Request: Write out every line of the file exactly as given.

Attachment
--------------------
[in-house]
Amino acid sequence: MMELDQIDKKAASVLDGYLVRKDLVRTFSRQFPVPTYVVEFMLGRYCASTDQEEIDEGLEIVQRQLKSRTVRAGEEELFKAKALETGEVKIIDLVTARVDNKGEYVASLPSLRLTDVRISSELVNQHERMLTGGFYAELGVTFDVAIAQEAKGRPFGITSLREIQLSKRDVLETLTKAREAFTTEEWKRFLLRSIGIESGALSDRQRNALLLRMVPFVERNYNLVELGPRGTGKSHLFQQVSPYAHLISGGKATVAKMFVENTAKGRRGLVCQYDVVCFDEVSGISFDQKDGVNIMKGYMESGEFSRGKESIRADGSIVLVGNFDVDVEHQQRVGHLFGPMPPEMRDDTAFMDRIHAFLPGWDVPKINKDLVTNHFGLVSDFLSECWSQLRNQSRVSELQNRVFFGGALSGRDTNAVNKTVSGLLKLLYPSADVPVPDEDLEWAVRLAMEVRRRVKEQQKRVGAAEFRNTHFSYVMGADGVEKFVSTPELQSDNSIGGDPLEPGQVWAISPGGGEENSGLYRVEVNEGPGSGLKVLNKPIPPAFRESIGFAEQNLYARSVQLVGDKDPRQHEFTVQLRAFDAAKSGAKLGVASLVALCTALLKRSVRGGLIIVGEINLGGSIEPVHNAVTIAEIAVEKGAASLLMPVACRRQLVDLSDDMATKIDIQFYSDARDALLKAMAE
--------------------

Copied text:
[in-house]
Amino acid sequence: MMELDQIDKKAASVLDGYLVRKDLVRTFSRQFPVPTYVVEFMLGRYCASTDQEEIDEGLEIVQRQLKSRTVRAGEEELFKAKALETGEVKIIDLVTARVDNKGEYVASLPSLRLTDVRISSELVNQHERMLTGGFYAELGVTFDVAIAQEAKGRPFGITSLREIQLSKRDVLETLTKAREAFTTEEWKRFLLRSIGIESGALSDRQRNALLLRMVPFVERNYNLVELGPRGTGKSHLFQQVSPYAHLISGGKATVAKMFVENTAKGRRGLVCQYDVVCFDEVSGISFDQKDGVNIMKGYMESGEFSRGKESIRADGSIVLVGNFDVDVEHQQRVGHLFGPMPPEMRDDTAFMDRIHAFLPGWDVPKINKDLVTNHFGLVSDFLSECWSQLRNQSRVSELQNRVFFGGALSGRDTNAVNKTVSGLLKLLYPSADVPVPDEDLEWAVRLAMEVRRRVKEQQKRVGAAEFRNTHFSYVMGADGVEKFVSTPELQSDNSIGGDPLEPGQVWAISPGGGEENSGLYRVEVNEGPGSGLKVLNKPIPPAFRESIGFAEQNLYARSVQLVGDKDPRQHEFTVQLRAFDAAKSGAKLGVASLVALCTALLKRSVRGGLIIVGEINLGGSIEPVHNAVTIAEIAVEKGAASLLMPVACRRQLVDLSDDMATKIDIQFYSDARDALLKAMAE